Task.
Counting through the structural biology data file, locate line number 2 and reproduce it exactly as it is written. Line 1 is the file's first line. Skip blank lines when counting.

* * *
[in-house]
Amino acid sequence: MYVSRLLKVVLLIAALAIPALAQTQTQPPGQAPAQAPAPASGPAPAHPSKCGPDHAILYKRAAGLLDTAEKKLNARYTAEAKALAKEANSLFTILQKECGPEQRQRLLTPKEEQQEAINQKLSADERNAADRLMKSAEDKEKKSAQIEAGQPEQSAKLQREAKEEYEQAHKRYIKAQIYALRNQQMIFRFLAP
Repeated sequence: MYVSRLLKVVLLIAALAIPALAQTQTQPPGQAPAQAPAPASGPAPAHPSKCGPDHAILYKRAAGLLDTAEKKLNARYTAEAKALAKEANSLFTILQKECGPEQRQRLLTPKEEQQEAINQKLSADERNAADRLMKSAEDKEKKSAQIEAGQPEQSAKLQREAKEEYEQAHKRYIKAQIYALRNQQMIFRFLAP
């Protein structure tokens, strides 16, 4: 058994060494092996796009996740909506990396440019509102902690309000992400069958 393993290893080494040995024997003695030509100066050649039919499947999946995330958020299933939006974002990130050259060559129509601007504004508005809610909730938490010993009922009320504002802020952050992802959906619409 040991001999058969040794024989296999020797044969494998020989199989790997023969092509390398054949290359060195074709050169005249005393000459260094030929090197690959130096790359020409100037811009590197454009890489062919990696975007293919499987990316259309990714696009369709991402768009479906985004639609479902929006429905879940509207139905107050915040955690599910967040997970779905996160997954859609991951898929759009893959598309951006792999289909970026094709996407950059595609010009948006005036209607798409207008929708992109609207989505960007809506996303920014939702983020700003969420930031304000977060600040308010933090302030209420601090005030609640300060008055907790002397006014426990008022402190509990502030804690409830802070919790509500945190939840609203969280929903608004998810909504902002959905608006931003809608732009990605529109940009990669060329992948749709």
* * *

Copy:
Amino acid sequence: MYVSRLLKVVLLIAALAIPALAQTQTQPPGQAPAQAPAPASGPAPAHPSKCGPDHAILYKRAAGLLDTAEKKLNARYTAEAKALAKEANSLFTILQKECGPEQRQRLLTPKEEQQEAINQKLSADERNAADRLMKSAEDKEKKSAQIEAGQPEQSAKLQREAKEEYEQAHKRYIKAQIYALRNQQMIFRFLAP